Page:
DanaBot: CyFirma researchers look at DanaBot, a versatile malware strain that has been going around since 2018.
Turtle ransomware: Researchers have found a new ransomware strain named Turtle that can encrypt files on Windows, Linux, and macOS systems.
Akira ransomware: French security firm Intrinsec has published a technical report on the typical operations of an Akira ransomware intrusion.
In this product demo, Senior Sales Engineer Ali Cheikh demonstrates the runZero platform to Risky Business host Patrick Gray.
APTs, cyber-espionage, and info-ops
US Treasury sanctions Kimsuky: The US Treasury Department has sanctioned North Korean hacking group Kimsuky for its intelligence collection operations. The group has been active since 2012 and operates under the Reconnaissance General Bureau (RGB), North Korea's primary foreign intelligence service. It is also known in infosec nomenclature as APT43, Emerald Sleet, Velvet Chollima, TA406, and Black Banshee. Kimsuky joins the likes of Lazarus, Andariel, and Bluenoroff, three other North Korean hacking groups sanctioned in September 2019.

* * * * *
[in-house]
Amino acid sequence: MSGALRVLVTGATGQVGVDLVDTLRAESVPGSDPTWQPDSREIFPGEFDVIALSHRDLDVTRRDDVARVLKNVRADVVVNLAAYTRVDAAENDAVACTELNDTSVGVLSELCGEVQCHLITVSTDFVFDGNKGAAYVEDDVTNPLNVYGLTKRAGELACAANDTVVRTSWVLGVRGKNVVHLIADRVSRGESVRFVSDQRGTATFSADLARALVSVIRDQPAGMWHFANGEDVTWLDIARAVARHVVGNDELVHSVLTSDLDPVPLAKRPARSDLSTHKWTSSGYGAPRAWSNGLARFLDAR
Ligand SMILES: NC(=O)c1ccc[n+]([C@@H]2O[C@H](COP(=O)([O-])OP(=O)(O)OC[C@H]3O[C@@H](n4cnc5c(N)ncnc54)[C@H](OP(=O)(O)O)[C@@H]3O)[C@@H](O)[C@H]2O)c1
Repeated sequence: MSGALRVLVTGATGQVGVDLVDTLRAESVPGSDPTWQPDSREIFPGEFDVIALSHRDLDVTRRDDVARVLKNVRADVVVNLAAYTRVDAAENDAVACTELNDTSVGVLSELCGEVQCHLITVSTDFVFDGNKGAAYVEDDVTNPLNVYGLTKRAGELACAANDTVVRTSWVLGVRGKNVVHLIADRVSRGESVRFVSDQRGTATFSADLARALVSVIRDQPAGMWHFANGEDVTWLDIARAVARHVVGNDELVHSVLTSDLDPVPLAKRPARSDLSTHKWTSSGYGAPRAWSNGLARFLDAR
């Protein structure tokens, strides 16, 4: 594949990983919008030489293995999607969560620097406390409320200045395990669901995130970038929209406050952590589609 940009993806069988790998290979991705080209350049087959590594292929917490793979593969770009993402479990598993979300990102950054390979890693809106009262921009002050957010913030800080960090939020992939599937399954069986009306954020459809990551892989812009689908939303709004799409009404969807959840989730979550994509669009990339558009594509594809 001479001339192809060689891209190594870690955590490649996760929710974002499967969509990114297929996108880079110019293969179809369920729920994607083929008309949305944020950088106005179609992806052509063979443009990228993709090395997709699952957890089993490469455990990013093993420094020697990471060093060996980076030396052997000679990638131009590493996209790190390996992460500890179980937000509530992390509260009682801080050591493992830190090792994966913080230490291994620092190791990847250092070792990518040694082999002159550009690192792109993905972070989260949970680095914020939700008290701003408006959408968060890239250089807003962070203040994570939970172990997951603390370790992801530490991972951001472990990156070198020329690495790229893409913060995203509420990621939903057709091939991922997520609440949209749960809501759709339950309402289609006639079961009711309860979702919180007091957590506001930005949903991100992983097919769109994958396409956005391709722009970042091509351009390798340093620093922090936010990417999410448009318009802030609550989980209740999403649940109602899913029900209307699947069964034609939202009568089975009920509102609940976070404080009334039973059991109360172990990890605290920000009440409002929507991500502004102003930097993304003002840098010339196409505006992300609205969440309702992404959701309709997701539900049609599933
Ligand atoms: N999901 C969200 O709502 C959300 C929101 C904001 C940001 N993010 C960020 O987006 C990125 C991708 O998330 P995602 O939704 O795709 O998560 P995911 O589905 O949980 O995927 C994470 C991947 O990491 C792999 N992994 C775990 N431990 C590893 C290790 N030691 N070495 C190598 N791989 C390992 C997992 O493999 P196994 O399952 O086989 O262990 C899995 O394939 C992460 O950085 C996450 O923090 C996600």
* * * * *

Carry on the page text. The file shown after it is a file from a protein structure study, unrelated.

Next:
APT-C-28 (ScarCruft): Chinese security firm Qihoo 360 has published a report on North Korean hacking group APT-C-28 (ScarCruft, Reaper, APT37) and its recent campaigns delivering the Chinotto backdoor.
CL-STA-0002: PAN Unit42 researchers have identified a new APT group that has recently carried out operations against organizations in the Middle East, Africa, and the US. Tracked as CL-STA-0002, evidence suggests the group has been active since 2020. Unit42 says the group used custom malware (Agent Racoon, Ntospy, Mimilite) and is most likely a state-sponsored group.